Now R2 is in HSRP Active state with virtual MAC address of 00000c07.ac0a. Notice that the last two numbers of the MAC address (0a) is the HSRP group number in hexadecimal form (0a in hexa = 10 in decimal)

The “show standby” command on R3 reveals it is in Standby state:

HSRP_Tracking_R3_show_standby.jpg

Now we will see what happens if we turn off interface Fa0/0 on R2:
R2(config)#interface fa0/0
R2(config-if)#shutdown

HSRP_Tracking_R2_show_standby_interface_down.jpg

HSRP_Tracking_R3_show_standby_interface_R2_down.jpg

As we can see, the HSRP state of R2 went back to Init while the HSRP state of R3 moved to Active.

HSRP Tracking IP Route

In this part instead of tracking an interface going up or down we can track if the metric of a route to a destination changes or not. In particular we will try to track the route to the loopback interface of R4 (4.4.4.4). First we should check the routing table of R2:

HSRP_Tracking_R2_show_ip_route.jpg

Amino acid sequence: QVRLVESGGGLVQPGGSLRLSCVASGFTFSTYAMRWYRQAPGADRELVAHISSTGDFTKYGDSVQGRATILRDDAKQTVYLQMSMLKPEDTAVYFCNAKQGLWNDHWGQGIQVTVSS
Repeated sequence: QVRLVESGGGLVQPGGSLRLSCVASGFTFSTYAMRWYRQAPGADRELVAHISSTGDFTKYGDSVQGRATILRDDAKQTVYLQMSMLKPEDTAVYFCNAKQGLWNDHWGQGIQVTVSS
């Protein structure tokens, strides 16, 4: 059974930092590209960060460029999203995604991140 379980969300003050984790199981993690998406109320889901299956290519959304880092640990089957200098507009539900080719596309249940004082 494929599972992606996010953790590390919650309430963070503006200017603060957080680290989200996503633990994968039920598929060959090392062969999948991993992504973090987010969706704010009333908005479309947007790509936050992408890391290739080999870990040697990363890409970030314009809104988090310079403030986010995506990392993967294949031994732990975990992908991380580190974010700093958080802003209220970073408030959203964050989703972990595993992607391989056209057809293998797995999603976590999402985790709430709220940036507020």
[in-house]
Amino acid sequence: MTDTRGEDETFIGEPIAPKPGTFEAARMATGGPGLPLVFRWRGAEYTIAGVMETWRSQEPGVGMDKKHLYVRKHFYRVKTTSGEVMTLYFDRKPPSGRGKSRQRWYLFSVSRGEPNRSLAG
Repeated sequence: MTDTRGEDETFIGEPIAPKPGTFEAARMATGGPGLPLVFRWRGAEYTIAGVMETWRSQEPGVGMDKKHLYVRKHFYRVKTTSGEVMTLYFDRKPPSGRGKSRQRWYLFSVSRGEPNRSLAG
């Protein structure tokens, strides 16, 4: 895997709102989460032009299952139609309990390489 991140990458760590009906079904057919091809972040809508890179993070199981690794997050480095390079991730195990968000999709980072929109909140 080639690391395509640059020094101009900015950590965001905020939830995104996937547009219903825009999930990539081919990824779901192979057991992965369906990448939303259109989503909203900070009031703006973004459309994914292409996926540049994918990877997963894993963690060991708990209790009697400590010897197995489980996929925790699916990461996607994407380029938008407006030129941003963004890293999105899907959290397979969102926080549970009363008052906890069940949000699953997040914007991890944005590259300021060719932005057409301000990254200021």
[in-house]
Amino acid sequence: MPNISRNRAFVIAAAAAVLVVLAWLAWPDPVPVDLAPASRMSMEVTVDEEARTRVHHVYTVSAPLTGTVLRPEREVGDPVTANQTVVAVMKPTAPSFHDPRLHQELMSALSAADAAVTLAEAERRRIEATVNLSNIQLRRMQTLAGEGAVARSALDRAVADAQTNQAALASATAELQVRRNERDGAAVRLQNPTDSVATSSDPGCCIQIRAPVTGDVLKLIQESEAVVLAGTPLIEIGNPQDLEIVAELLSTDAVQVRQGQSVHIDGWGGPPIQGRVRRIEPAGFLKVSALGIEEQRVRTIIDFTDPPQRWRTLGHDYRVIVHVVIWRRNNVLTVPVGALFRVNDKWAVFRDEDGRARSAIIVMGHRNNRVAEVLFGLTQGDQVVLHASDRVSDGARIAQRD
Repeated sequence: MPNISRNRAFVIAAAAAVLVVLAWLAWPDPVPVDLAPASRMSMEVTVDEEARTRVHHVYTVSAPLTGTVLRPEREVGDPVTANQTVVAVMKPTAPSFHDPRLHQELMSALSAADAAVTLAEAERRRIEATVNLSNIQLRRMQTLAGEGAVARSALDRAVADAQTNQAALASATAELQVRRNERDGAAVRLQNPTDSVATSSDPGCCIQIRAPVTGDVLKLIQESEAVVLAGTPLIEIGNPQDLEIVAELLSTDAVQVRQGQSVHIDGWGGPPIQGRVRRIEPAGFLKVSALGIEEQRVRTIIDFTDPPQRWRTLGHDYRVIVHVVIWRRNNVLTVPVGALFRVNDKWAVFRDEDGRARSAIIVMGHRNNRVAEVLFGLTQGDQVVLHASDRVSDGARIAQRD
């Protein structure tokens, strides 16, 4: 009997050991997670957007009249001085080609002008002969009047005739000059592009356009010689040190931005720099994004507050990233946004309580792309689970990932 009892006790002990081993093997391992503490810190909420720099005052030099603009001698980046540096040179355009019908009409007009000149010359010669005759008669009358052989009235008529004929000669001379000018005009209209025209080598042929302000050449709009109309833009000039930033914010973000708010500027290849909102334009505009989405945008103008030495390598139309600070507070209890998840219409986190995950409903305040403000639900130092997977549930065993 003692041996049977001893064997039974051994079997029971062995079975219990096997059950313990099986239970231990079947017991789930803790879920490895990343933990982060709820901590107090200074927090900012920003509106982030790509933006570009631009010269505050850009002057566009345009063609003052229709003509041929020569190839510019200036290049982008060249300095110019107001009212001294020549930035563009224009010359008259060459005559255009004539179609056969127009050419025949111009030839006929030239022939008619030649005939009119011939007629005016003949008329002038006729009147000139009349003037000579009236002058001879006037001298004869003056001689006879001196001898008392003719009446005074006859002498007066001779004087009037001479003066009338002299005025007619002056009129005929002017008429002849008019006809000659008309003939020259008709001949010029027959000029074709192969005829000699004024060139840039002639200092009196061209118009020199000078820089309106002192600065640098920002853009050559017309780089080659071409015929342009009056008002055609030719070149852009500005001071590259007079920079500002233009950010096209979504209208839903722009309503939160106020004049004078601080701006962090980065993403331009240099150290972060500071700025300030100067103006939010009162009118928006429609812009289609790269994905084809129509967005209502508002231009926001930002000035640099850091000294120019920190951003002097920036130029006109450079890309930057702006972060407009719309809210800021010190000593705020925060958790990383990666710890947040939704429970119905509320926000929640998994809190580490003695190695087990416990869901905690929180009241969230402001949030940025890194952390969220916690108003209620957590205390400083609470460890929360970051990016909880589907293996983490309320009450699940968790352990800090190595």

We learn that the metric to the loopback interface of R4 (4.4.4.4) is 156160 and is summarized to 4.0.0.0/8 prefix because EIGRP summarizes route by default.

Now add tracking ip routing to R2

R2(config)#track 1 ip route 4.0.0.0 255.0.0.0 metric threshold
R2(config-track)#threshold metric up 61 down 62

and on interface fa0/0 add these commands to apply the track:

R2(config)#interface fa0/0
R2(config-if)#standby 10 track 1 decrement 60

The command track ip route metric threshold is used to track the metric change of a route. For example in this case the second command threshold metric up 61 down 62 specifies the low and high thresholds.

up: Specifies the up threshold. The state is up if the scaled metric for that route is less than or equal to the up threshold. The default up threshold is 254.
down: Specifies the down threshold. The state is down if the scaled metric for that route is greater than or equal to the down threshold. The default down threshold is 255.